Liberal democracy is, for the time being, the dominant political institution in the world and we have undergone an unprecedented period of peace and interdependence in Europe in virtue of this . However, the development and progress of internationalism incurs a prevalent political concern amongst philosophers and others that, as there is a blurring of intranational and international lines in so far as economic and foreign policy goes; that political concerns of sovereign nations increasingly become matters for each cooperative to address as a single economic entity. This creates tensions of financial origins in so far as the prosperous nations are required to support other nations which, according to them, may not have spent their money diligently or to the betterment of the economy . This alarming development, either promotes internationalism, a retaining of the status quo, or gives rise to the shutdown of international cooperation and/or the erection of barriers; so as to avoid having to give financial support for the economic stability of other nations. America pulling out international trade deals , Britain pulling out of Europe, serve as further evidence which suggest further that insular, populist attitudes are gaining support and clout .
As mentioned above, there is a consensus that we are undergoing a spike in global populism and authoritarianism. My concerns are for both, in so far as populism seemingly promotes shotgun ideologies which succumb to political exclusivism; and that authoritarianism, historically, encourages both global injustice and intolerance.
If we centre our attention towards Europe alone, in the elections of 2018, Hungary had the highest share of populist votes from within the European Union, where 65.09% of votes were for populist parties. In Greece, Poland and Italy, the populist vote share was in over 50%. Conversely, in the UK, populist votes counted for 1.8% of the vote.
Political parties within the EU who, provided they would come to power, would install anti-immigration policies, received a high level of national support. The Five Star Movement received 32.7% in Italy, with 51.9% of voting-eligible Brits voting to leave the European Union in the 2016 Brexit referendum; and the AFD of Germany having their share of the vote increased by 7.9% against the previous election.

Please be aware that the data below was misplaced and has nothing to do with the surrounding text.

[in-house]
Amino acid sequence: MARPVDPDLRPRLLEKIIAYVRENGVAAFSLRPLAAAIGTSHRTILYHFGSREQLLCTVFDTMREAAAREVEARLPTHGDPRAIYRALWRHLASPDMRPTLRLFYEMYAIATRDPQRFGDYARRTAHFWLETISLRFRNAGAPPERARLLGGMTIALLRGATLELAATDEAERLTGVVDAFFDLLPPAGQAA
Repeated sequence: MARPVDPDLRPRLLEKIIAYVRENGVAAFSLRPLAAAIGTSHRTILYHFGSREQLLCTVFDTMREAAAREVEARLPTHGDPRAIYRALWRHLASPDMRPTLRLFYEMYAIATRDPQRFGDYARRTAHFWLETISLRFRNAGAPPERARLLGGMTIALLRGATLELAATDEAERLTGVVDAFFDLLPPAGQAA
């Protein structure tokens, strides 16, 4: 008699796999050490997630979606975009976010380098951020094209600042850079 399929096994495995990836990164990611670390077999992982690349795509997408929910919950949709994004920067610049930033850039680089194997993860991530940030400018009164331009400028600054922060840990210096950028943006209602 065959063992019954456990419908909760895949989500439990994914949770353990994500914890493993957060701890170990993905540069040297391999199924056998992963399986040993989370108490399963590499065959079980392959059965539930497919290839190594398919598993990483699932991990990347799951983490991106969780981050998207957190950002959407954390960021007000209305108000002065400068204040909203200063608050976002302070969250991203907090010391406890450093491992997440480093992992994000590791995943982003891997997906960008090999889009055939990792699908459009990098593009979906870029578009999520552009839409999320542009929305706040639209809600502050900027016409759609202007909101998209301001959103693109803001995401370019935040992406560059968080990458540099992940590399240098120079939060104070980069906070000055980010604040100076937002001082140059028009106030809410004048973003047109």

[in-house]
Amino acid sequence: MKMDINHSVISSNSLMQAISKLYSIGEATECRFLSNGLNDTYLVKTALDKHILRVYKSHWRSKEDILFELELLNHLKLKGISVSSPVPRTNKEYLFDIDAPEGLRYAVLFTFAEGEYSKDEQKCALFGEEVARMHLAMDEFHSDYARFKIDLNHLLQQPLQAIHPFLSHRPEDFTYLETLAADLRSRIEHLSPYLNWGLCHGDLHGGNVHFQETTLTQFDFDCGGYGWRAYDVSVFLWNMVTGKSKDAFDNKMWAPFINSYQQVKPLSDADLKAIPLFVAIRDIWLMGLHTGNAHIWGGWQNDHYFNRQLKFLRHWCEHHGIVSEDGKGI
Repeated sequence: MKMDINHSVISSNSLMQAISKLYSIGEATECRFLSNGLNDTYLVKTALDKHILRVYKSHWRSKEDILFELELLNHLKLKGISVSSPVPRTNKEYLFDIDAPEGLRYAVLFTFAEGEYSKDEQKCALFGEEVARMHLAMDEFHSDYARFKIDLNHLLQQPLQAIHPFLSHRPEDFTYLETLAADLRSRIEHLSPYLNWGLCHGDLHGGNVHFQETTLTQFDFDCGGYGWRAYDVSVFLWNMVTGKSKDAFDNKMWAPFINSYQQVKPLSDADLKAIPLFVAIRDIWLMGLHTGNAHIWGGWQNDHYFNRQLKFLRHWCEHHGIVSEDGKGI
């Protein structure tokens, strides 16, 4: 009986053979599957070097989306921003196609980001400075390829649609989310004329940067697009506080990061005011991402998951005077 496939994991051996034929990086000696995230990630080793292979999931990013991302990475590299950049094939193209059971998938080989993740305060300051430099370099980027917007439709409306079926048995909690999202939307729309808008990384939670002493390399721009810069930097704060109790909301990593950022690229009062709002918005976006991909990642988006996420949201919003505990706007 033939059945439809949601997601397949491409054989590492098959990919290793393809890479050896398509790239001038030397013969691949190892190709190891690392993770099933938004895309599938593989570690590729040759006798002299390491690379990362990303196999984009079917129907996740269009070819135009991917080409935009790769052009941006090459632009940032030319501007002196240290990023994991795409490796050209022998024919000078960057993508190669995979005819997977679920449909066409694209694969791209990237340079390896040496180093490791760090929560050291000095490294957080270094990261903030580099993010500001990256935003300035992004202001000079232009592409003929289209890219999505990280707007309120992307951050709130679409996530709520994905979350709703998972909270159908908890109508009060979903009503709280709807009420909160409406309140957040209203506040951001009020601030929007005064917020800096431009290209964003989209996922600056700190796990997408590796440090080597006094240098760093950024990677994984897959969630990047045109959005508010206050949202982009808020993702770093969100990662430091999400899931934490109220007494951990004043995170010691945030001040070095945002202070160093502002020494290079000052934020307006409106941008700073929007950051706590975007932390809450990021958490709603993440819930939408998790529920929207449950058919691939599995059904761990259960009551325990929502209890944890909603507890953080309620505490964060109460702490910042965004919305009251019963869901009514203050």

Global economic inequality is on the rise. In 2000, the lower half of the world’s adults possessed 1.1% of global wealth. The lower 10% owned merely 0.03%. The top 10%, by contrast, had 85.1% and the top 1% had 39.9% (Davies et al., 2006). What’s more, is that global inequality is also rising within high-income nations. The U.S, for example, has had the top 1% increase their income from 9% to 16% since 1979 to 2007 (Leonhardt, 2007).
Prime Minister Theresa May of Britain developed an immigration policy which was designed o be a “hostile environment” for any and all whom might want to make Britain their home. President Donald Trump spend billions of U.S dollars building a wall in an attempt to curb illegal immigration with such hostility that they had been practicing removing children from their parents once detained for illegal entry into the states, before there was outcry from the general public which lead to the decision being u-turned by the White House.
Furthermore, there are environmental, social and humanitarian concerns which call for an internationalist, or at least, and international cooperative approach. Global warming and the migration crises immediately come to mind, but the severe lack in global equality is ever-present amongst the concerns of the progressive.
Indeed, in Camus’ day there were similar if not greater fears amongst the international community, particularly concerning the rise (and fall) of National Socialism and Soviet Marxism, each serving as bleak reminders of populist and authoritarian ideologies and the inhumanity that befell the 20th century.